Forget About Banks, It's Insurance I'm Worried About
There’s a lot of focus on banks out there right now, and deservedly so. Nor do I need rehearse all the reasons why that focus and concern is well deserved, nor could I do so even if I tried. I’m not a finance or investment expert, and when it comes to such things I leave them to my friend and colleague in this alternative media and research field, Catherine Austin Fitts. But we all probably have more or less the same list of factors: the financial meltdowns of 2008, the mortgage fraud, the credit default swaps, the bundling of ever larger amounts of ever more dubious securities in larger and larger tranches, the unmentionable derivatives crisis, so-called digitial, or crypto-currency and all the scams associated with it:
Now just think of that commercial in connection with Central Bank Digital Currencies, and a social credit system, and you get the idea. All of it leads one to formulate the First Moral Law of Banking: The bigger the bank, the more likely the fraud. I had to learn that lesson the hard way, almost three decades ago, when I was even poorer than I am now, and had a checking account with a then-large and well-known bank (which has long since been gobbled up by an even bigger and well-known bank). The experience was pure hell. I’d deposit money, or a check, go out, buy something and write a check for it, and then get dinged by the bank for an overdaft fee. Fifty dollars a pop. This happened so many times I realized the bank was simply crooked, and my hypothesis at the time was that the bank was using the period of the float to make money for itself, including by charging me overdraft fees on money that had already cleared, but which they were saying had not cleared. Lo and behold! a couple of months later I received a letter from an attorney’s office, stating that I was elligible for participation in a class-action suit against that bank that was being brought for – you guessed it – “playing” with the float period to charge overdraft fees to its customers. The bank settled out of court, the attorney took his lions’ share of the settlement, and the rest of us received our small little cheques and a pat on the head and were sent our way. Needless to say, I pulled my pittance of an amount of money – in cash of course – out of that bank, and went to a much smaller local credit union. I’ve not banked with a bank, and particularly a big bank, since.
Or as Catherine Fitts has been known to say, why are you banking with your enemy, (fill in the name of a big bank here)?
All that is true enough, but what I’ve been watching a lot more closely, lately, is the insurance business. After all, they underwrite a lot of businesses: homes, cars, &c. And yes, families, homes, cars, are businesses. So when insurance companies start acting all skittish and nervous, as for example, they have been doing with their actuarial tables and the sudden jumps in death rates after the covid planscamdemic and its accompanying “safe and effective” injections , then I sit up and take notice. With that in mind, take a look at the following recent story that, I’ll bet, did not make your local evening news. Nary a peep, to my knowledge, was bleated from the national propotainment media, not SeeBS, not Faux Tuckerless News, not any of them that I can recall. Even if they did, they probably mentioned it once, passed quickly by it, and moved along to something else. Here’s the story that K. shared:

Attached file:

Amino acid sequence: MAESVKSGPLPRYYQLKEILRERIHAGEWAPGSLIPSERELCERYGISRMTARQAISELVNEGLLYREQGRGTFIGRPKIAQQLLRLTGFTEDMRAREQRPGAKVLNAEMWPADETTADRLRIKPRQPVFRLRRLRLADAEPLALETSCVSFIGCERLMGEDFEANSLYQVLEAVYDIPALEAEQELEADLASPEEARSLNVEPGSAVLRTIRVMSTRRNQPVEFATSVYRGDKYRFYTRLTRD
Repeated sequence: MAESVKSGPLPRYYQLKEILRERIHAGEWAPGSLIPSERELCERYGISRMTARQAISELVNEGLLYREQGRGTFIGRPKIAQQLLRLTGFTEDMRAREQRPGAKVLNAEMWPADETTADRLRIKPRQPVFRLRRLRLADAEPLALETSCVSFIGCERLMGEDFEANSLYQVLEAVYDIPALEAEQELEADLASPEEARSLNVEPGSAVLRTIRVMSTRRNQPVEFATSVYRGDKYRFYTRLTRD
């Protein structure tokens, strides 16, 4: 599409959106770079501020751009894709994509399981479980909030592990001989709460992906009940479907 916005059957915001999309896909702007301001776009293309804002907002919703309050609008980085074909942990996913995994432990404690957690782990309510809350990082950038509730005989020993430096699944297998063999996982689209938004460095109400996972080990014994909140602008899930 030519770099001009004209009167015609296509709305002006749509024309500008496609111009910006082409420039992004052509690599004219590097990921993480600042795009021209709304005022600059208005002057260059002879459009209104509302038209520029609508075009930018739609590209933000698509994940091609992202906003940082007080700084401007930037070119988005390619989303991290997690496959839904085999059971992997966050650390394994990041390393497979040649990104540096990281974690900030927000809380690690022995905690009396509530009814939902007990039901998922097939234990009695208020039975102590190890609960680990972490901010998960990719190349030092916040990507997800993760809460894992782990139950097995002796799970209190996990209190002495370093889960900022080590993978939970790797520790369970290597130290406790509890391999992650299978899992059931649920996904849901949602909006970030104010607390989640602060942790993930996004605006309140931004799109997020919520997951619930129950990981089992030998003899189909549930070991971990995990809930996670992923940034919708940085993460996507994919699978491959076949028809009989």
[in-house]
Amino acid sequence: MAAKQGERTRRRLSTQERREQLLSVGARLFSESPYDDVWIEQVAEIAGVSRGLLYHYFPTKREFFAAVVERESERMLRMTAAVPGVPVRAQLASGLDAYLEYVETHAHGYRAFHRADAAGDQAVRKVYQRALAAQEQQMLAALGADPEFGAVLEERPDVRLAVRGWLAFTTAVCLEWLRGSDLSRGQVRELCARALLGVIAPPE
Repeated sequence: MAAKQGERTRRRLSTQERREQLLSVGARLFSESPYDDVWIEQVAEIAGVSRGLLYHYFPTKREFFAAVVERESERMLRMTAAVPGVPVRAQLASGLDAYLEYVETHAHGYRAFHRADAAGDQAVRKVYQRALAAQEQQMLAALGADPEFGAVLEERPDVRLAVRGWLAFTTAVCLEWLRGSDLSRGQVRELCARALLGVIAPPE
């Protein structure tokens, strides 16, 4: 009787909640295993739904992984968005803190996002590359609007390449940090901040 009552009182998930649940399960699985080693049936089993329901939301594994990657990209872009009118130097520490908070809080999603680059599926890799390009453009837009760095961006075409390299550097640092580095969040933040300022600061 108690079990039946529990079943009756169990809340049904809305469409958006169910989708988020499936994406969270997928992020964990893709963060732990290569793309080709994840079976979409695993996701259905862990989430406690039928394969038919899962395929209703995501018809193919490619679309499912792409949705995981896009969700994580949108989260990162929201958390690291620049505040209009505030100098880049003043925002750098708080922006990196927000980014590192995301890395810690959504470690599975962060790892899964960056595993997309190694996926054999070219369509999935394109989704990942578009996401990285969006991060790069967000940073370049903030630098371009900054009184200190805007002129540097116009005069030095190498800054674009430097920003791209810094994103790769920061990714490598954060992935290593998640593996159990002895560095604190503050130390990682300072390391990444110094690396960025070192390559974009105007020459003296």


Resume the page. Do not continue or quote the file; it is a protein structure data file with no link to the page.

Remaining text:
Now, even though this story is being run by a major member of the propotainment business, notice this story appears under “Climate”, for ostensible reasons that will become apparent once we look at actual statements in the article, and not under “business” or “investments” or “finance”, where one might expect to find it. But it’s what’s in the short article that says it all, and, I strongly suspect, is a hint or precursor of what is to come, especially in out-of-control radicalized state or local governments like Nuttyfornia:
Translation: “We’ve had it with trying to operate and make a profit in this state when it is doing nothing to secure its own citizenry and their property. It’s more worried about rare fish in the San Joquin Valley than it is with its struggling farmers. And, we saw all those fishy videos of the strangeness surrounding all the fires, and they sure look like someone is starting them… we’ve had too many home inspectors looking at fires that were started in the electrical connections to homes, and they’re saying they have no explanation for it…”
Translation: “These losses are due entirely to the nutty wacked-out radical policies coming from Sacramento and the party that has controlled it for decades. We’ll suggest the correct policies that they should follow, but our bottom line is at stake and we cannot afford, under these conditions, to underwrite any new policies in the state, period.
Translation: “If Nuttyfornia does not change it’s game, we might be forced to leave the state altogether. Get your game together, Gavin, and do it quickly.”
Analysis and Prediction: this is not just a warning shot across the bows of Nuttyfornia, but merely the first of many, and it will spread from Nuttyfornia to other areas similarly afflicted with the policies of wackery. It’s kind of hard to insure something in an “opportunity zone” if the zone is only an “opportunity” because all the property in it has been burnt to the ground. Repeatedly.
That’s a quick and sure way to make something uninsurable. And it’s a possible indicator that the make-money-cheap scams of disaster capitalism might be ending, too.
See you on the -
[Folks, just as I finished this blog, K.M. sent the following story about another major insurer pulling out of new underwriting in Nuttyfornia... that didn't take long:
See you on the flip side, take two...
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